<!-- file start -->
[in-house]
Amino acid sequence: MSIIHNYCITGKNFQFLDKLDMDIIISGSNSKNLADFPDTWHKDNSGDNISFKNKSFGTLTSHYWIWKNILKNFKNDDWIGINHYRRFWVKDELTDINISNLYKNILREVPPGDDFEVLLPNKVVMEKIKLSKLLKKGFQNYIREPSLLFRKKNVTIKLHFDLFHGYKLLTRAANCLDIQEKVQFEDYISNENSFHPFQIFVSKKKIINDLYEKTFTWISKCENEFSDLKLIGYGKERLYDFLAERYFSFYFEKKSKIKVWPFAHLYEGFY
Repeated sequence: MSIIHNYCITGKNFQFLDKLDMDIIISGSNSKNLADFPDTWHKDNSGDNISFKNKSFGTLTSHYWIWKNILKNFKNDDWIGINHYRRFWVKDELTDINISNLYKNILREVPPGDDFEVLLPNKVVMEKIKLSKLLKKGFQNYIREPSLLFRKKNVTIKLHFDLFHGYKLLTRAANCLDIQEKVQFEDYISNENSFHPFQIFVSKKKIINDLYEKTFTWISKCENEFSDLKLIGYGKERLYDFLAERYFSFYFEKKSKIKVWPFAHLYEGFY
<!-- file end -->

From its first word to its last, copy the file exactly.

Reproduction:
[in-house]
Amino acid sequence: MSIIHNYCITGKNFQFLDKLDMDIIISGSNSKNLADFPDTWHKDNSGDNISFKNKSFGTLTSHYWIWKNILKNFKNDDWIGINHYRRFWVKDELTDINISNLYKNILREVPPGDDFEVLLPNKVVMEKIKLSKLLKKGFQNYIREPSLLFRKKNVTIKLHFDLFHGYKLLTRAANCLDIQEKVQFEDYISNENSFHPFQIFVSKKKIINDLYEKTFTWISKCENEFSDLKLIGYGKERLYDFLAERYFSFYFEKKSKIKVWPFAHLYEGFY
Repeated sequence: MSIIHNYCITGKNFQFLDKLDMDIIISGSNSKNLADFPDTWHKDNSGDNISFKNKSFGTLTSHYWIWKNILKNFKNDDWIGINHYRRFWVKDELTDINISNLYKNILREVPPGDDFEVLLPNKVVMEKIKLSKLLKKGFQNYIREPSLLFRKKNVTIKLHFDLFHGYKLLTRAANCLDIQEKVQFEDYISNENSFHPFQIFVSKKKIINDLYEKTFTWISKCENEFSDLKLIGYGKERLYDFLAERYFSFYFEKKSKIKVWPFAHLYEGFY